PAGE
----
St. Louis Fed's Bullard Discusses "U.S. Monetary Policy: A Case for Caution"
SPRINGFIELD, Mo. – Federal Reserve Bank of St. Louis President James Bullard discussed “U.S. Monetary Policy: A Case for Caution” on Friday at the Springfield Area Chamber of Commerce.
In the talk, Bullard explained that U.S. monetary policy has been normalizing during the last two and a half years, with the Fed’s balance sheet shrinking relative to U.S. GDP and the Fed’s policy rate (i.e., the federal funds rate target) increasing relative to policy rates in key foreign economies.
He posed the question: “How far can the Fed go along the current normalization path?” He then presented five reasons for caution in deciding whether to raise the policy rate further in the near term. The reasons spanned the following areas: inflation expectations, the neutral policy rate, the flattening yield curve, room to grow business investment, and labor markets in equilibrium.
Inflation expectations remain low
Bullard noted that market-based inflation expectations are still low. On a PCE basis, they remain centered somewhat below the Federal Open Market Committee’s (FOMC) 2 percent inflation target, inhibiting the FOMC’s ability to maintain the credibility of the target, he explained.1
“By keeping the policy rate steady, the FOMC may be able to appropriately re-center inflation expectations at the target outcome for the next several years,” he said.
The current policy rate is neutral
Bullard noted that the policy rate setting is likely neutral today, putting neither upward nor downward pressure on inflation. “This suggests that it is not necessary to change the policy rate to keep inflation at target,” he said.
In recalling analysis he did earlier this year, he said the level of the trend short-term safe real interest rate, the so-called “r-star,” is a starting point for the appropriate nominal policy rate. He suggested that r-star remains in negative territory.
“That analysis also suggests that the nominal policy rate set by the FOMC is already pressing against the upper bound of a neutral setting,” he said.
The yield curve is relatively flat
Bullard noted that the U.S. nominal yield curve has flattened since 2014. The spread between the 10-year and one-year Treasury yields went from close to 300 basis points at the beginning of 2014 to only 72 basis points as of the week of May 2.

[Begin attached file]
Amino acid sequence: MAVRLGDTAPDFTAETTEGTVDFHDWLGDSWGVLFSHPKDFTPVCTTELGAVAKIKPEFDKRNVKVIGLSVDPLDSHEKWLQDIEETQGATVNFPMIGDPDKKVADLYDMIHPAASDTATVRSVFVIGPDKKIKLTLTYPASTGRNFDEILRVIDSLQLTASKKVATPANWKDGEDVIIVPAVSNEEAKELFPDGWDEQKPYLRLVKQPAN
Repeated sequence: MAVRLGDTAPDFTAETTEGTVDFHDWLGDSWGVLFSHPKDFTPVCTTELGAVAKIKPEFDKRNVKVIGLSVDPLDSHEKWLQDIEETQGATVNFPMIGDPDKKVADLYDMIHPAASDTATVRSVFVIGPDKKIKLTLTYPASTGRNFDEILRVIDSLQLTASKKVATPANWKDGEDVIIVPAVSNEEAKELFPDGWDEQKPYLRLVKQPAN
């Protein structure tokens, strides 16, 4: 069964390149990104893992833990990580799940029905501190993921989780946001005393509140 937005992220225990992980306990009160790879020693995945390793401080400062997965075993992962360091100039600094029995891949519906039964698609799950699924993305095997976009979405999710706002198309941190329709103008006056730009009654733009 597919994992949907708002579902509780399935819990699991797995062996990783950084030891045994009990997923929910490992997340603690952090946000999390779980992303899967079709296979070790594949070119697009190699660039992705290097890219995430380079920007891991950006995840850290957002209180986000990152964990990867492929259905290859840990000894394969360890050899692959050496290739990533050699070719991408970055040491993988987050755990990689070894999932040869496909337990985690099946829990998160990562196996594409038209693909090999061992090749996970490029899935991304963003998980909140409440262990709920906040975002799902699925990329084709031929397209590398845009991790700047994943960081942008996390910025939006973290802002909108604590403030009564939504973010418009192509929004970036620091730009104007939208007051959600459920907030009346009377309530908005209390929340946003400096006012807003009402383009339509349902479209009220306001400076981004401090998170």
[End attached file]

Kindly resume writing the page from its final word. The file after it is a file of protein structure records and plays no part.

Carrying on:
“The yield curve could invert later this year or early next year if the Committee continues increasing the policy rate and longer-term yields do not move higher,” he said.
He cited research by the Federal Reserve Bank of San Francisco, which suggests that yield curve inversion is a reliable bearish signal for the U.S. economy. “It is unnecessary to press policy rate normalization to the point of inverting the yield curve since inflation and inflation expectations are either at or below target,” he said.
Business investment has room to grow
Bullard noted that investment in the U.S. economy as a fraction of GDP remains low and that it has room to grow. He also noted that the corporate tax reform recently signed into law was meant in part to address the dearth of investment.
“To the extent the corporate tax reform is successful today and over the next few years, the economy could grow more rapidly without inflationary side effects,” he said. “For this reason, I would caution against translating faster real GDP growth into increased inflationary pressures.”
Labor markets are in equilibrium
Bullard recalled that after being dislocated during the aftermath of the 2007-2009 recession, U.S. labor markets have recovered to an equilibrium state. This means that the suppliers of labor (households) and the employers of labor (firms) are now on the same footing in the labor market, he explained, adding that this is an appropriate situation that the Fed should not disturb.
He also noted that labor market outcomes are not tightly associated with inflation. He explained that when compensation paid to workers increases, firms have increased incentives to substitute away from labor and toward capital investment, an effect that keeps the labor market in equilibrium without inflationary consequences.
“It is not necessary to disrupt this equilibrium to keep inflation under control given the current macroeconomic circumstances,” he said.
1 The FOMC’s inflation target is in terms of the annual change in the price index for personal consumption expenditures (PCE). Bullard explained that market-based measures of inflation expectations, which are for CPI inflation, need to be adjusted downward somewhat to roughly translate into PCE inflation.